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Melted plastic on an electric stove top ring

JerryMe Dec 16, 2009 06:46 PM

Please tell me that someone else has done this - stoopid, I know. I'm having flashbacks of my mother staying here and me coming home after work, HORRIFIED, that she'd left burners on after making lunch.

So, any tried and true fixes? Sheesh - I'm down to two burners as it is. I hope this is an easy fix - at least easier than it was to muck it up.

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  1. Sam Salmon RE: JerryMe Dec 16, 2009 06:51 PM

    Depending on the stove it might be cheaper to replace the burners, you could spend a lot of time/money trying to remove it with marginal results.

    I just left mine since I'm the only person allowed to use my stove it's NBD.

    1 Reply
    1. re: Sam Salmon
      taos RE: Sam Salmon Dec 17, 2009 01:58 AM

      I agree. I'm not exactly sure what "stove top ring", but if the plastic is melted onto the electric burner, it will be much easier to just replace the burner. Replacements should be about $15. If it's just on the chrome ring surrounding the burner, the replacement is even cheaper.

    2. c oliver RE: JerryMe Dec 16, 2009 07:43 PM

      So are you saying she left something plastic on the burner and it's melted onto the ring around the burner? That doesn't sound like it would effect the function just the appearance. If you turn it on high, will the plastic re-melt and you can pick/peel/lift it off?

      1. s
        scott123 RE: JerryMe Dec 17, 2009 02:14 AM

        If you've got melted plastic on a stove top elemenet, turn the fan on full blast, open all the kitchen windows and turn the burner on high. It will smoke like crazy but eventually it will burn off. You might be left with some discoloration (most likely not), but it won't effect performance.

        2 Replies
        1. re: scott123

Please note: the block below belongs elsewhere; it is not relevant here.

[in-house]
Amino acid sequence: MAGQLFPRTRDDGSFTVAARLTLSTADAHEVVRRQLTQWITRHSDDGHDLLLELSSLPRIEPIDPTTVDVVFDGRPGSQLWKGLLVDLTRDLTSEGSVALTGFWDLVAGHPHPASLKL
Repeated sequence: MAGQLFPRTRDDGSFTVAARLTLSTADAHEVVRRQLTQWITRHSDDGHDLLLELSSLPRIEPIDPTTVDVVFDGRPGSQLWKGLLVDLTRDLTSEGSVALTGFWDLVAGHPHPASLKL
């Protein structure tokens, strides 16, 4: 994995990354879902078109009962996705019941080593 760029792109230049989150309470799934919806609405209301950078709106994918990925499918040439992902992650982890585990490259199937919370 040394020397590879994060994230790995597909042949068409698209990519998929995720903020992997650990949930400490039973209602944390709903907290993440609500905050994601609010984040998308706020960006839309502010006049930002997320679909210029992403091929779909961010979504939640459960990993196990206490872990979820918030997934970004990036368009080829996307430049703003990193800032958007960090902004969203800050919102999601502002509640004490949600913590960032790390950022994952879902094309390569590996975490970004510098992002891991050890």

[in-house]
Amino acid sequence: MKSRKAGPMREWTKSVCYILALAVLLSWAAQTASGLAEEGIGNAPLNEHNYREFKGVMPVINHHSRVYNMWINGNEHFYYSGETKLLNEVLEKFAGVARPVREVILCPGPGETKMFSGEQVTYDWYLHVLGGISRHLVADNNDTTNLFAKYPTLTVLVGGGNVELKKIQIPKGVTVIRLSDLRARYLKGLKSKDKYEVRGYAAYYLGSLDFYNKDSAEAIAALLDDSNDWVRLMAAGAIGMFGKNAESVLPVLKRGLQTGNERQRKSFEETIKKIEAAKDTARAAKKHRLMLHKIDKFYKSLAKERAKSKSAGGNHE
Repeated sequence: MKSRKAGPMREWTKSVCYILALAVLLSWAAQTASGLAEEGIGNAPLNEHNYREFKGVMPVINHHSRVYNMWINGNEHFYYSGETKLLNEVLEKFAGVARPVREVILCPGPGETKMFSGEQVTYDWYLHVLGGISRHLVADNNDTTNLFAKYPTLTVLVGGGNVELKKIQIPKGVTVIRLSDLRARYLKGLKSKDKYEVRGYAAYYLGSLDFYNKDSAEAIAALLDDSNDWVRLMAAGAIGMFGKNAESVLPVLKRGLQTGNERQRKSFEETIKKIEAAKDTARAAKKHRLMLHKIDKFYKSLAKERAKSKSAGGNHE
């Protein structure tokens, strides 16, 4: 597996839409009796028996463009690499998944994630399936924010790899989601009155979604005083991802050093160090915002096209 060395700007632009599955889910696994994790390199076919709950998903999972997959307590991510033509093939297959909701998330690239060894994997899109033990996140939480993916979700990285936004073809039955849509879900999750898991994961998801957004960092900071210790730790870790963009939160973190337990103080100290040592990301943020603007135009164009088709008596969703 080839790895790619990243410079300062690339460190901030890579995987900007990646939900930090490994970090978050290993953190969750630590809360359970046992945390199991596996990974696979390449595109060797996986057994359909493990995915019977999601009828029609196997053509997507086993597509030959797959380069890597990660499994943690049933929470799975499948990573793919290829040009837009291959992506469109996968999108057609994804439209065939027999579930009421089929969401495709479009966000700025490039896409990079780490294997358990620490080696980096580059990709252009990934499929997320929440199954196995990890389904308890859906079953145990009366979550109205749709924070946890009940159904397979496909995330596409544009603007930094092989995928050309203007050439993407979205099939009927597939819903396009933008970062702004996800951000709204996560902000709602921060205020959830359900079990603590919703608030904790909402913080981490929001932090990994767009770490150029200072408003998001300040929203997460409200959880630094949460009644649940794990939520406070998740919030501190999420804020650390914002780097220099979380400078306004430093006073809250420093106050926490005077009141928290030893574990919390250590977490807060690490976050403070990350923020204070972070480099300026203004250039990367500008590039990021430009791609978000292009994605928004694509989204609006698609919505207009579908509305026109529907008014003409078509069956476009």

queencru RE: scott123 Dec 17, 2009 03:58 AM

          Seconded. This approach works fine. I think this happened to me a few times when I had a coil stove and I just burned the plastic off with the fan on. I didn't have any windows in my kitchen to open, but it wasn't a huge deal with only a little bit of plastic on the burner. It might be different if the plastic covers the entire burner though.

          1. re: scott123
            danieljdwyer RE: scott123 Dec 17, 2009 04:51 AM

            Agreed. Also, leave the room while it's smoking. Those are fumes you don't want to be breathing in.

          2. JerryMe RE: JerryMe Dec 17, 2009 06:19 AM

            Great suggestions all! I'll try the "melt off" method last, before replacing. I'll report back what work. Sheesh - maybe cleaning my work surfaces so I have somewhere to put things, would've helped!

            3 Replies
            1. re: JerryMe
              JerryMe RE: JerryMe Dec 21, 2009 01:00 PM

              Thot I'd report back w/ what worked. I got the burner off and after checking online ($49.00 + shipping) and local ($54.00 + tax) I took it outside and pulled out the Zippo lighter. Just a few minutes and all the wax was burned off. Re-installed in a matter of minutes and I'm back in business - Thanks Chowhound!

              I even went so far as to check out a new (used) stove and I just can't justify the cost this time of year.

              1. re: JerryMe
                taos RE: JerryMe Dec 25, 2009 06:02 PM

                Was it wax or plastic? There's a big difference. Wax will easily melt off. Plastic, not always and not without the release of some pretty harsh fumes.

              2. re: JerryMe
                Antilope RE: JerryMe Dec 25, 2009 04:17 PM

                Years ago I melted the bottom of a Tupperware bowl onto an electric burner. The walls of the bowl came away and the bowl bottom was fused to the electric element. I just turned the burner on low and increased the heat until the bowl bottom remelted and scraped it off with a metal spatula. Work out fine and I used that burner for many years after that.

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